Use supervision to sharpen anti-graft drive

Updated: 2014-07-19 06:47

By Zhang Zhouxiang(China Daily)

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By July 14, 35 officials at the ministerial level or above had been removed from their posts on charges of corruption, with the senior-most being Xu Caihou, former vice-chairman of the powerful Central Military Commission.

Xu's high-profile case saw commentators from the traditional as well as social and new media expressing their views on corrupt officials and the central leadership's campaign against corruption. Many media outlets said the fact that the move against such a high-profile official came on the 93rd anniversary of the founding of the Communist Party of China reflects the top leadership's determination to root out corruption from society.

"Rarely since the founding of the republic have so many officials at so high levels been probed for corruption," said an article on "Corruption is something that can threaten the Party's rule and it is time to curb the trend."

The People's Daily compared the campaign against corruption to a surgery undertaken by the Party to rid itself of a disease. It is hard, but a patient suffering from cancer needs to do it for his or her very survival, it said. The high military post that Xu held and the possibility of serious corruption within the army, as his case revealed, were the points that media commentators highlighted.

Since 2014 marks the 120 anniversary of the 1894-95 Sino-Japanese War, which changed the power balance between China and Japan, many analysts said that rampant corruption in the then Chinese army and government was the main cause of China's failure. "A corrupt army is nothing against its opponent; that's a clear historical lesson not to be forgotten," said Hong Kong-based Phoenix TV.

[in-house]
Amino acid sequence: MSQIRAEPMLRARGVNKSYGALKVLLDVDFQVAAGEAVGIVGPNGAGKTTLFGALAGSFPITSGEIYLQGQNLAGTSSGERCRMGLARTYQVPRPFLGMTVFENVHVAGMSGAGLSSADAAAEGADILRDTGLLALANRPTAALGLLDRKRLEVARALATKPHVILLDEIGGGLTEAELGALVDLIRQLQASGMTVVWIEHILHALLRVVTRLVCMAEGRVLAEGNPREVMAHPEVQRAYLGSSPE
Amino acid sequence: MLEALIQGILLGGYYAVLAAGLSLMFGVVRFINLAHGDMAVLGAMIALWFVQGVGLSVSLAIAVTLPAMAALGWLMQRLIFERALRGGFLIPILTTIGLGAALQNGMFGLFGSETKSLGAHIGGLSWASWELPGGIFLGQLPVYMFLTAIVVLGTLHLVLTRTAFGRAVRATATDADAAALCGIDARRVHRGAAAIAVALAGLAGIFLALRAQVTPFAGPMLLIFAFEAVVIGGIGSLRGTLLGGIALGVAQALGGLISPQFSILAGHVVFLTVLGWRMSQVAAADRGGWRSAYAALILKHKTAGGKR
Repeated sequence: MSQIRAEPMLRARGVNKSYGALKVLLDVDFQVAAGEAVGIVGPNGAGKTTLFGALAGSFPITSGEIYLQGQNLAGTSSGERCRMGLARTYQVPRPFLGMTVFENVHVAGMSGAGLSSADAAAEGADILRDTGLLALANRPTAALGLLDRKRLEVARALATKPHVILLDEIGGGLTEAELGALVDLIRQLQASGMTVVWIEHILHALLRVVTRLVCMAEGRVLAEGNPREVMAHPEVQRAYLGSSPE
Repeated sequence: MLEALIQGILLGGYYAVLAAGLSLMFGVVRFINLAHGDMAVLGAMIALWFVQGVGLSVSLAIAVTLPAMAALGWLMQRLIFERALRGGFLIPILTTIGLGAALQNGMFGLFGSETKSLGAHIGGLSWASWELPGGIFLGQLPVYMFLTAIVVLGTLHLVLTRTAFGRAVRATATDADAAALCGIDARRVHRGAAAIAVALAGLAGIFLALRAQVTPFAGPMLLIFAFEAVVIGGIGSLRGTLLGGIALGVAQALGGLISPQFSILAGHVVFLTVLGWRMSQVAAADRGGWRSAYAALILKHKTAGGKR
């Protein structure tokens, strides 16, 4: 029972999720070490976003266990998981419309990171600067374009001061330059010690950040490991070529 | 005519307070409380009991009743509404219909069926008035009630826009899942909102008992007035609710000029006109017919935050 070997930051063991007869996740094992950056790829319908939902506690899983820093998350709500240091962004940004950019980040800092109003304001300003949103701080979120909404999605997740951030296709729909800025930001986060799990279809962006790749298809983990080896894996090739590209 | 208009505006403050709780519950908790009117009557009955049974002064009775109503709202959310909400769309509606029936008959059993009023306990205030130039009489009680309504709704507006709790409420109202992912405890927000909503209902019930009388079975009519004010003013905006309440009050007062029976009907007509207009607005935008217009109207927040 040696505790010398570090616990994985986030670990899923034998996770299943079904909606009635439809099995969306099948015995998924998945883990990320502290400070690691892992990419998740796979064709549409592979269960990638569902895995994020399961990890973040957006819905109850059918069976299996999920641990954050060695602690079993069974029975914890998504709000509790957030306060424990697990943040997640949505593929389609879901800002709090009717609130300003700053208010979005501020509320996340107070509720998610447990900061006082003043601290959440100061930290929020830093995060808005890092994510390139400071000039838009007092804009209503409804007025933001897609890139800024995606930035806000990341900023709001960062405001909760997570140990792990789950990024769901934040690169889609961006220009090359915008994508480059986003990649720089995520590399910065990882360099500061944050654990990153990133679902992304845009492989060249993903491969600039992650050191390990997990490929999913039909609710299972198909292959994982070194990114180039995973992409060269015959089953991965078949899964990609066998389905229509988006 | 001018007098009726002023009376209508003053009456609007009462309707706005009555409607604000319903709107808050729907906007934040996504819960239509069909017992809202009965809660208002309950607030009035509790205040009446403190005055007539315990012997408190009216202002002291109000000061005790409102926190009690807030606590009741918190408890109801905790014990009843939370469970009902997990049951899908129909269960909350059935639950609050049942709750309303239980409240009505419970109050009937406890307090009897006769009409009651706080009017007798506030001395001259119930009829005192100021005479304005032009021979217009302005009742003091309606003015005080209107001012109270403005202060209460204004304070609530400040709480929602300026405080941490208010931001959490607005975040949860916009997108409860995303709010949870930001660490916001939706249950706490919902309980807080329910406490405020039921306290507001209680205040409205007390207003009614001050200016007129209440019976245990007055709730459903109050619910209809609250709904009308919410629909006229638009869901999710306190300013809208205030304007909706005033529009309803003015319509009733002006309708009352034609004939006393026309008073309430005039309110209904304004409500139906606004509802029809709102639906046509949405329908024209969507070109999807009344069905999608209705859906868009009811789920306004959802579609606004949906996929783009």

In an article published on, retired military officer Zeng Ziping reviewed the Chinese army's past efforts to fight corruption and criticized the military's old practice of evading supervision on the pretext of safeguarding State secrets, which he said had led to failures in the past. "Justice in the army must be supported by transparency and China's military modernization should start with that," he wrote.

In an interview with, the website of People's Daily, political theorist Ren Jianming said Xu got a large part of his bribes for promoting unqualified officers in the military. "Selling ranks" is a typical corrupt practice in the military, he said and called for reforming the military promotion mechanism.

Some media outlets sought a thorough investigation into the case to find out how a corrupt officer like Xu could occupy such a high post in the military, and urged higher authorities to take stricter preventive measures. An article on appealed to the leadership to follow judicial procedures in the fight against corruption and emphasized the importance of the rule of law, while Southern Weekly said: "A healthy, strong civil society and an open, tolerant opinion environment can ... be efficient resources for improving social governance ... (and this) is the ... (best) way of rooting out corruption."

A letter from Teng Xuyuan, Xu's classmate in college, got widespread attention on the Internet. In the letter, Teng talked about Xu's days in college, and about how hardworking and self-disciplined he was during his initial years with the military. Xu even refused to install an air-conditioner at home despite being drenched in perspiration in summer, Teng wrote, lauding his classmate's honesty early in his career.

"I don't think my classmate Xu Caihou was born evil", Teng said. "It was lack of supervision over power that gave him the chance of (indulging in) corruption. Of course, he alone is responsible for his misdeeds. But where were the supervisors when he was being promoted ... all the way to the last post? Had the disciplinary officials forgotten their duty? There are tons of anti-corruption regulations. Are they all scraps of waste paper?"

"Had there been enough democratic supervision to shut power in the cage, maybe we wouldn't see so many corrupt officials ... (I) hope a profound reform would save more officials from going astray."

The need, therefore, is to wield supervision as a weapon to win the fight against corruption.

The author is a writer with China Daily.

(China Daily 07/19/2014 page5)